American Redstart, Orange-crowned Warbler, and Audubon's Warbler at Rush Creek

Observers: Justin Hite
Remote Name:
Date: 11/18/2006
Time: 06:51 PM -0500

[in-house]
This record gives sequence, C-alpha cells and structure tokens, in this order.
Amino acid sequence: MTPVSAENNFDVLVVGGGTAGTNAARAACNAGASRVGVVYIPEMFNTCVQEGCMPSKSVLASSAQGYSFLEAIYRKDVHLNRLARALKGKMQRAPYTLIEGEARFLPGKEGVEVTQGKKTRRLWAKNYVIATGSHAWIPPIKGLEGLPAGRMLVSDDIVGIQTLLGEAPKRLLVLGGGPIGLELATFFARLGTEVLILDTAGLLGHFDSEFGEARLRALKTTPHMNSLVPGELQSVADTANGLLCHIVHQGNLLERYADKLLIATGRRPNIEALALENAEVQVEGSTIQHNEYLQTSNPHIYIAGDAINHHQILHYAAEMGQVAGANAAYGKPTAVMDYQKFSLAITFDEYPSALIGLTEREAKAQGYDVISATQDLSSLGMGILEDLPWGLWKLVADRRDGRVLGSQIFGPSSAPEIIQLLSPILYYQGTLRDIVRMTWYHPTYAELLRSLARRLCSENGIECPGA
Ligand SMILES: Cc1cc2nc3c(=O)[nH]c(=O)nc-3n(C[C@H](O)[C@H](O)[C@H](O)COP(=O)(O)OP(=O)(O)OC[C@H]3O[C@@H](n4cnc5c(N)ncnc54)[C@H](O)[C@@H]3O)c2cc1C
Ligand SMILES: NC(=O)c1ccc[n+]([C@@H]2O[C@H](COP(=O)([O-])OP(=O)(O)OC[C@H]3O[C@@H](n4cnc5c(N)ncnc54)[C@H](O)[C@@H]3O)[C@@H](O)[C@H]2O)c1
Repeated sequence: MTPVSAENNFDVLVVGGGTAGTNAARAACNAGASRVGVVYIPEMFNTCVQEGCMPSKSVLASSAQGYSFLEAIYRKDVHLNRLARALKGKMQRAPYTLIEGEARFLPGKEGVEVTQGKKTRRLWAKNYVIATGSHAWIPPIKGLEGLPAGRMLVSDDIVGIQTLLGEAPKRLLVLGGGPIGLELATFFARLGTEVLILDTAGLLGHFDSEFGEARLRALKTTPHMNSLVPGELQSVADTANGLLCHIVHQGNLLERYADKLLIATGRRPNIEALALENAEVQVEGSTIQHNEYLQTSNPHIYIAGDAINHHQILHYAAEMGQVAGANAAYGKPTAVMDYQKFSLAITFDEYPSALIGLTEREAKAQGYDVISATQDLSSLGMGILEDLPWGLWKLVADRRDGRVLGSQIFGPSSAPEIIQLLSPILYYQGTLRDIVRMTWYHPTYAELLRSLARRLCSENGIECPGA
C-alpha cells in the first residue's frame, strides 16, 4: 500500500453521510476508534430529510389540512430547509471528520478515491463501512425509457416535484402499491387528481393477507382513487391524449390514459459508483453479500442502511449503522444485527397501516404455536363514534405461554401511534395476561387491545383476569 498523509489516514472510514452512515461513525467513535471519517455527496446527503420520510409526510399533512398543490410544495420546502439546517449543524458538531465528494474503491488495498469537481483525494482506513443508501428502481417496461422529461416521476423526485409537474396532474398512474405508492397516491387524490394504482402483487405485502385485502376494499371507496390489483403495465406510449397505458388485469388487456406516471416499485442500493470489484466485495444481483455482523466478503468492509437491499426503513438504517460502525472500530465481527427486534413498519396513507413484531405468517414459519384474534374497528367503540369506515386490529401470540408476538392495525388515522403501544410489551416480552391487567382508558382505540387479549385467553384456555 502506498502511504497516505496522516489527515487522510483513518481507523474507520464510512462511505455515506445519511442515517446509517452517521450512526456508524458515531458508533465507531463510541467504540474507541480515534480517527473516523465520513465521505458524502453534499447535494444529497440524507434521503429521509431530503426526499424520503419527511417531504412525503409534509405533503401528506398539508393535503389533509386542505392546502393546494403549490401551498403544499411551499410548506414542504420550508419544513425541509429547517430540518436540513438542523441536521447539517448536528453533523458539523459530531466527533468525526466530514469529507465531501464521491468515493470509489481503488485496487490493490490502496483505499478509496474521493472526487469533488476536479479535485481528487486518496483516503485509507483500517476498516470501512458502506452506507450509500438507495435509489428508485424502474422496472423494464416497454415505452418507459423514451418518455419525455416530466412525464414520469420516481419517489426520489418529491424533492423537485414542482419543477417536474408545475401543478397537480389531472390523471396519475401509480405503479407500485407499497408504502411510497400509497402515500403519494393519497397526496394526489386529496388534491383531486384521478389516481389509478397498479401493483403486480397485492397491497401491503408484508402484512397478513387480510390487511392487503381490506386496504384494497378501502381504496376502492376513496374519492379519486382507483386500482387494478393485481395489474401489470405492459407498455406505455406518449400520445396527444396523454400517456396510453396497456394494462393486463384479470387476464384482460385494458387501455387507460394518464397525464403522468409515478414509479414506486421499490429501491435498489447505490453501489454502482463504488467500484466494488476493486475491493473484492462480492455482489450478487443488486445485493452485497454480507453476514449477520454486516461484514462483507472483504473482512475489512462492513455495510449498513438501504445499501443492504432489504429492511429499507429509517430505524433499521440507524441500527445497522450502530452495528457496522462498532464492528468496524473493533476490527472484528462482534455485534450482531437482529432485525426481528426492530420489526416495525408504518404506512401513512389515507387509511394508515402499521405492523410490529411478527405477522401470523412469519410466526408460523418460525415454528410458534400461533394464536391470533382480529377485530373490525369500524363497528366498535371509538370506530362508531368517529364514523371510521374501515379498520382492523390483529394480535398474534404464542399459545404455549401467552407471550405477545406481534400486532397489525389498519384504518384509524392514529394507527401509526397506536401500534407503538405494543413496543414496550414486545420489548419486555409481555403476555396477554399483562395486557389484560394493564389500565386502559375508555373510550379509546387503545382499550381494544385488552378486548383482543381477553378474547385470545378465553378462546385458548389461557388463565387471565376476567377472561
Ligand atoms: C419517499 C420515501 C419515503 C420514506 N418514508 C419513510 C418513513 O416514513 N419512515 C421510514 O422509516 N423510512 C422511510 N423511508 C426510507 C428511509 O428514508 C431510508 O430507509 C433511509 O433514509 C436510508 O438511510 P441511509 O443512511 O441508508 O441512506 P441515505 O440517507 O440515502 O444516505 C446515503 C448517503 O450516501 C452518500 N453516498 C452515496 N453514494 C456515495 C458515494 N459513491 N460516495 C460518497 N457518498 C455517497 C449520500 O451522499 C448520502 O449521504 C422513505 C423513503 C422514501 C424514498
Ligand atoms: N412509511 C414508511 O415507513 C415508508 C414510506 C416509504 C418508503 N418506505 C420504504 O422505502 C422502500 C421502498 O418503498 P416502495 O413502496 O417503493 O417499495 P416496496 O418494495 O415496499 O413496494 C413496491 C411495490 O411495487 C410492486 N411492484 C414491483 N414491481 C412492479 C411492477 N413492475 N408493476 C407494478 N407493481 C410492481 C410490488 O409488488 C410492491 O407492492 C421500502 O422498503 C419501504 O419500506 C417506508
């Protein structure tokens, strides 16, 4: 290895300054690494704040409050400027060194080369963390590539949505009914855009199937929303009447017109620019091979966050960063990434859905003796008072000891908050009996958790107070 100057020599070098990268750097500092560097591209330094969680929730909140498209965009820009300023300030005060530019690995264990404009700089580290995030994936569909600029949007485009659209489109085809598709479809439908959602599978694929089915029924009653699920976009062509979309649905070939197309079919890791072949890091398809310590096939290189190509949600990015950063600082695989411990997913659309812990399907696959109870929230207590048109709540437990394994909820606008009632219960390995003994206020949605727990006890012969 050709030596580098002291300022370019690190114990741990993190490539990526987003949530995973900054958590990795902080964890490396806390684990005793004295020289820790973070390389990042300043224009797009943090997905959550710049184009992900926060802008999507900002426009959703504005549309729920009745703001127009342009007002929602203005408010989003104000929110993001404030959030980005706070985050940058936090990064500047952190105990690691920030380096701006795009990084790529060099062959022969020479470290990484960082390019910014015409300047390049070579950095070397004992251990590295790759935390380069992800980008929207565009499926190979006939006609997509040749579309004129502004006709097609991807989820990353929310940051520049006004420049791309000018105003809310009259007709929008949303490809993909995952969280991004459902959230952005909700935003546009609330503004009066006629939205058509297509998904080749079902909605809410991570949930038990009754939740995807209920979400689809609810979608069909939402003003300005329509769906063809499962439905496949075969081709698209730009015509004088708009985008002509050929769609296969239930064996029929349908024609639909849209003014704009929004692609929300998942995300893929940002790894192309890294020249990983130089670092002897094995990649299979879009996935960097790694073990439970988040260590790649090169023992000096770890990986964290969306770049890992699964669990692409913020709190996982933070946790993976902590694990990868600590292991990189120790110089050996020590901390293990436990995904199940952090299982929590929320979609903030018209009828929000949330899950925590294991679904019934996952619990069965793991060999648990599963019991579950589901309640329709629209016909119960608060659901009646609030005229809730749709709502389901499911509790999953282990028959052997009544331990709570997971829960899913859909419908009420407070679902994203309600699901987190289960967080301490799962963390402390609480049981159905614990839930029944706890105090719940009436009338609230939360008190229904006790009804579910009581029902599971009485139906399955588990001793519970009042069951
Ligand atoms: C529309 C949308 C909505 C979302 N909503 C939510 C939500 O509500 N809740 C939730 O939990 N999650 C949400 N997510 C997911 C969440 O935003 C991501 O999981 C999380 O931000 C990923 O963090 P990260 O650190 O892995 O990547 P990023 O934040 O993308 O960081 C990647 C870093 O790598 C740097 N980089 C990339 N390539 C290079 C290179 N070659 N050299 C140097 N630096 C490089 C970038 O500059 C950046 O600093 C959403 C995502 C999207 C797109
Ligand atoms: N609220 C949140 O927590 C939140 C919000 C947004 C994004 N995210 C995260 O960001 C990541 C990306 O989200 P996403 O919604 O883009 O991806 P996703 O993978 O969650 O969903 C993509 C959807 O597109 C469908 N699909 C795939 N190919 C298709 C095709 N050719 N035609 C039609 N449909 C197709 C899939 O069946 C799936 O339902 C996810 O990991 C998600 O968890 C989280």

I took a quick lunch break to run down to the Rush Creek Delta today (11/18), and instead of walking down the 4WD road like I usually do, I followed the lowest terrace on the east side of the creek, which kept me just above the willows lining the creek for the whole way down to the lake. And Iím glad I did because I found an American Redstart hopping around on the river cobbles below the last Black Cottonwood before you get to the lake. Heís a first-year male, with a smattering of black feathers coming in on the crown, but otherwise heís in typical female plumage. Though today is an exceptionally warm day for November, I canít imagine that has much to do with a Redstart being in the basin this late in the season. I watched him for about 15 minutes, took some pictures, and then left with him still hopping around on the cobbles and among the leafless willows and cottonwood. Gainesí book has the late date for AMRE at September 16 (found by Stuart Johnson in 1984). There was also an Orange-crowned Warbler eating buffalo berries that were turning into buffalo berry raisins, and an Audubonís Warbler being chased by a Loggerhead Shrike. For a second I thought the Audubonís was a Myrtle Warbler, but that was just the excitement of finding a Redstart getting me a bit carried away. Also 6 adult Ring-billed Gulls at the delta, along with 16 Western Grebes far off shore, about 200 Northern Shoveler, 2 Green-winged Teal, a handful of coots, Eared Grebe, and Ruddy Ducks, and one disabled Canada Goose (shooting victim?) dragging a wing on the ground.